The Story So Far ...

Sunday, 31 January 2016

The Bowes Inheritance - Pam Lecky Casts Light

I'm delighted to welcome my guest today, author Pam Lecky:

I asked her:
Where did the story for The Bowes Inheritance come from - is it based on real events?
The original premise was a young woman inheriting a property and having to fight to keep it. It had a beginning, a middle and an end (always a good thing!), but there was no flesh to its bones. I had discovered some family links to Carlisle and I wanted a coastal location for my story so Cumbria seemed perfect. I knew I wanted it to have an Irish flavour, but with a new angle perhaps. I have always been fascinated by the complex relationship between the Irish Ascendency and their British counterparts and that, and a wrangle over land, seemed a good place to start. It was only as I started to research, that the story took on a life of its own. Sub-plots popped up, in particular the Fenian bombing campaign that was raging at the time, so the story was influenced by real events that I read about from old newspapers, books and on-line blogs. What started out primarily as a love story became tangled up in Irish history and politics, Fenians and the English Lake District! 
What attracts you particularly to the 19thc?
There were a lot of influences in my childhood and the earliest one that I can remember was television. Historical dramas in particular caught my attention, even though at that young age I didn’t really understand the stories. Ah but the costumes, the architecture and the way people behaved – something clicked. My father was a great reader and encouraged me to be as well; as a child and a teen I devoured books and I mean devoured. Then Dad bought me the complete works of Jane Austen and a foundation was laid. For those familiar with the 19th century world, I think I actually became a bluestocking! I munched my way through classics, dined on crime (modern and historical - Dorothy L. Sayers and P.D. James my absolute favourites – what fantastically twisty minds those women had), and supped at the feet of Georgette Heyer’s heroes and heroines. The Victorian era, in particular fascinates me because of the rate of change in every sphere of life. They had such a different outlook on life and that fascinates me as a writer.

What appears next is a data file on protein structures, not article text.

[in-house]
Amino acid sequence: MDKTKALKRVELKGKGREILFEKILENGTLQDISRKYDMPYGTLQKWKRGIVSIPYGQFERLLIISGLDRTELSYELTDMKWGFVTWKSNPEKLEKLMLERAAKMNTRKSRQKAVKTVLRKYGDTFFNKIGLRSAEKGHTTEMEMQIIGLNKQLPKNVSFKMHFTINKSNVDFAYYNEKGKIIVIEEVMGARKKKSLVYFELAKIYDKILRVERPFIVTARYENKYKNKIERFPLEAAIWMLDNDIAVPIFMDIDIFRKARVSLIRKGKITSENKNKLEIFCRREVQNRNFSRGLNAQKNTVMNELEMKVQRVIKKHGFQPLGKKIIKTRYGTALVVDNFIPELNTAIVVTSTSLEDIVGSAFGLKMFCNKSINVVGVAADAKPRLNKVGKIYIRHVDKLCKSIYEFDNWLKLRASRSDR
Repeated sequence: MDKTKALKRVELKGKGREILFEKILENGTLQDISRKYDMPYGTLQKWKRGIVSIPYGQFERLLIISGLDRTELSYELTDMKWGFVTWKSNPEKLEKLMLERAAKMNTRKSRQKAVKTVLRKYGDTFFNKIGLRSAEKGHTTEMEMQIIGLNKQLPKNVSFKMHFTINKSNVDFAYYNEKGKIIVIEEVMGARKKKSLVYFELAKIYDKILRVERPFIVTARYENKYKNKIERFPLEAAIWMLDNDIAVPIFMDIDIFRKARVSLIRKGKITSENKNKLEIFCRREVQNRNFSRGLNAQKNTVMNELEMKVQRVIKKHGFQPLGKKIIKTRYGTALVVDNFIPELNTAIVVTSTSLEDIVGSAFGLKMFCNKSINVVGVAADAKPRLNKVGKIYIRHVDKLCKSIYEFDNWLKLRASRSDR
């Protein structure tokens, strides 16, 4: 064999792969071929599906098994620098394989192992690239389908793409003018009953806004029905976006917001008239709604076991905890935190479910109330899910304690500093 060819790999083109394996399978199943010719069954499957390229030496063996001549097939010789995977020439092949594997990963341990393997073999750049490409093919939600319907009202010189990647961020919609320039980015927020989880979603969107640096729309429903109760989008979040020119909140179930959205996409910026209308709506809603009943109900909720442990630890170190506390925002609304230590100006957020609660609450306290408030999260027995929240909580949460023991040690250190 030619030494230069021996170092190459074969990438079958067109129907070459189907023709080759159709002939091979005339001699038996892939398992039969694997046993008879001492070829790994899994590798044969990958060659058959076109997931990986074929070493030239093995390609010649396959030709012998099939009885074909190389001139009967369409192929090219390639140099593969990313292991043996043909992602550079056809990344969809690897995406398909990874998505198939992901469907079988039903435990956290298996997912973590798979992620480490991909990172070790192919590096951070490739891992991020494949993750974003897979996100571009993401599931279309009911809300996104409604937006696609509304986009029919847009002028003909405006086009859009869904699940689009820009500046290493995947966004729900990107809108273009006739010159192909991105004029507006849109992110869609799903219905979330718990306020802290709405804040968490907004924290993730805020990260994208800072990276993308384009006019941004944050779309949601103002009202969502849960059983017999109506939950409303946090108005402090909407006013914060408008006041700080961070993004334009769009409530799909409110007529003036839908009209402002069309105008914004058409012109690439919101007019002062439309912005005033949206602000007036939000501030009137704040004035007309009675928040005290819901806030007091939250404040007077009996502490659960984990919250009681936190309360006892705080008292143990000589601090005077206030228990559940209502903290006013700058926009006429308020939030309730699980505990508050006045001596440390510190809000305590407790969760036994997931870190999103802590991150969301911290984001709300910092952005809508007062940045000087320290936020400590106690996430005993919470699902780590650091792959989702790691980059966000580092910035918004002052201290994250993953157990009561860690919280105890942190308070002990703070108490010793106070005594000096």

The Bowes Inheritance is your debut novel - do you have any more books in the pipeline?
I am currently deep in research for my next book, The Carver Affair (working title, may change). It is set slightly later and entirely in Ireland. This story is a lot darker and grittier with more emphasis on the crime element than in The Bowes Inheritance.

What do you do when you are not writing?
These days most of my spare time is spent on marketing and promotion of my book. Social media seems to take up far more of my time than I’d like. I work part-time and have a busy family life but I try to read and listen to music, both for inspiration and as a way to relax. Contemporary writing from the period I write in, helps me get into the right mind-set for when I do get the time to write so I tend to read a lot of historical fiction (romantic and crime) and biography.

You live in Dublin - did you travel to the Lake District for your research? Can you tell us a little about that?
Unfortunately I didn’t have the opportunity to visit in person (thank heaven for google maps and street view!). The main location of the story is fictional (Newton) but I based it on several coastal towns in Cumbria. I was fortunate enough to find a photo story someone had posted for a climb of Haystacks Mountain which features in the story. I do plan to visit this summer and hopefully get to actually climb it (if my nerve holds!). Lake Buttermere is hugely inspirational as a location and seemed a fitting location for the romantic climax of the story.
File:Haystacks.jpg
Is there one particular character (real or fictitious) from the 19thc that you would like to meet?
I would love to meet Oscar Wilde or perhaps shadow Mr. Dickens for a week. Their lives were often as interesting (sometimes more so) than their fiction.

File:Oscar Wilde portrait by Napoleon Sarony - albumen.jpg
Thank you so much for talking to me about your writing, Pam
Find Pam on Facebook, Twitter, on her Blog and on Goodreads
And buy her book HERE 


5 comments:

  1. Thanks for hosting me today, Annie.

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  2. Lovely to read mor eabout Pam. Great interview!

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    1. Thanks Christoph - so glad you enjoyed it :)

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  3. Great interview, i loved reading Bowes! excited for more books from Pam

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  4. Thanks for your comment David - glad you enjoyed the interview :)

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